If you have ever tried downloading and parsing JSON data on Android, you might know how much of a pain it can be. If you use HttpUrlConnection, a typical request might look like the following:

HttpURLConnection c = null;

URL u = new URL("https://codeship.com/api/v1/api/v1/projects/" + projectId + ".json");
c = (HttpURLConnection) u.openConnection();
int status = c.getResponseCode();

InputStream in = c.getInputStream();

// etc

All that is without parsing the status codes and catching the many exceptions that could be thrown. Even then, you still need to parse the JSON for each individual key.

Enter Retrofit

Retrofit is “A type-safe REST client for Android and Java”.

Although Retrofit is not a new tool, it is very powerful and makes a huge difference when developing and maintaining a project. Add it as a dependency of your project with compile 'com.squareup.retrofit:retrofit:1.9.0'.

Lets take the Codeship API as an example:

A list of all builds for a project can be retrieved from the endpoint GET /api/v1/projects/:project_id.json. A CodeshipService interface can be created, which defines the method for this API route, like below:

public interface CodeshipService {
    void getProject(@Path("project_id") String projectId, Callback<Project> cb);

The Codeship documentation defines the JSON structure of a project as follows:

  "id": 33837,
  "repository_name": "codeship/documentation",
  "uuid": "59a737f0-1648-0132-c4e7-72c6c37b1f6e",
  "builds": [  ]

this can be represented as a Java object (POJO):

public class Project {
    public String id;
    public String uuid;
    public List<Build> builds;

    public String getId() {
        return id;

    public List<Build> getBuilds() {
        return builds;

Once the interface and entities have been created and all the API routes that will be used have been defined, it can be implemented into RETROFIT adapter. I recommend creating a custom class to wrap the service, this makes configuration much easier, and reusable.

public class Codeship {

    public CodeshipService service;

    public Codeship(final String apiKey) {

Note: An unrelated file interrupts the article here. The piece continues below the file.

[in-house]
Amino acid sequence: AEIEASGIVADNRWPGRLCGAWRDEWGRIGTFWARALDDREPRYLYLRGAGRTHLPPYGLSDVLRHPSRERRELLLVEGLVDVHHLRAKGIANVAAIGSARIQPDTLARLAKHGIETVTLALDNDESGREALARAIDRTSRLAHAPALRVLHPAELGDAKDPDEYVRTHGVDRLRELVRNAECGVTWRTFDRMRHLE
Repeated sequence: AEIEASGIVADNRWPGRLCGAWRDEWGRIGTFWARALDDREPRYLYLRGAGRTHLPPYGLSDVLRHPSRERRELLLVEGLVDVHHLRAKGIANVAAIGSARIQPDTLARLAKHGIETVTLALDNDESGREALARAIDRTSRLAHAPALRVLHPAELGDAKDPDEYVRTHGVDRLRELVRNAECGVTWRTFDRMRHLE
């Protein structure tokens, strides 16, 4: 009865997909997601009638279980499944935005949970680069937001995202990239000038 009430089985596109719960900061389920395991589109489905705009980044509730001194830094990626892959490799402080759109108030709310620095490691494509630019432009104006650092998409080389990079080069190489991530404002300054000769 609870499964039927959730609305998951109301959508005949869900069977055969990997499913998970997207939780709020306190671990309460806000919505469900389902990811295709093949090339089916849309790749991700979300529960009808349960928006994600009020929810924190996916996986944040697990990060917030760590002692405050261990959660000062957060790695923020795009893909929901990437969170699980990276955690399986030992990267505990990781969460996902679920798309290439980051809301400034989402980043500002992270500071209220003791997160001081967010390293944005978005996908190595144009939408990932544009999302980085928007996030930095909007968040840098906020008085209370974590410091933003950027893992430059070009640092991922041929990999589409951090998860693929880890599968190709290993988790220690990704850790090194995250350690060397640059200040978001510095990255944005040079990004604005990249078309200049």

// Create the restAdapter, setting the base url
        RestAdapter restAdapter = new RestAdapter.Builder()
            // Codeship requires an API key, so add this in to each request
            .setRequestInterceptor(new RequestInterceptor() {
                public void intercept(RequestInterceptor.RequestFacade request) {
                    request.addQueryParam("api_key", apiKey);

        this.service = restAdapter.create(CodeshipService.class);

The following method can then use the interface created earlier:

public void getProject(String projectId, Callback<Project> cb) {
   service.getProject(projectId, cb);

Tying it all together

Now that all the pieces have been created, we can make use of our new API service:

// Create the Codeship service
Codeship cs = new Codeship(apiKey);

cs.getProject("123123", new Callback<Project>() {
    public void success(Project project, Response response) {
        // Update the UI and show the project information

        List<Build> builds = project.getBuilds();

    public void failure(RetrofitError error) {
        // Handle the error and show an appropriate message to the user

This code can be easily reused all over your application, without needing to set options each time. If Codeship decides to make a change to their API routes, the interface and service can be quickly changed without affecting the rest of your code.

Retrofit 2.0 is due out by the end of 2015 and promises to bring a host of new features and improvements. Version 2.1 should also bring support for websockets. 1

Edit (2016): Since writing this article, Retrofit 2.0 has been released, I recommend reading this article for an overview of the new features and syntax changes.

  1. Source: https://speakerdeck.com/jakewharton/simple-http-with-retrofit-2-droidcon-nyc-2015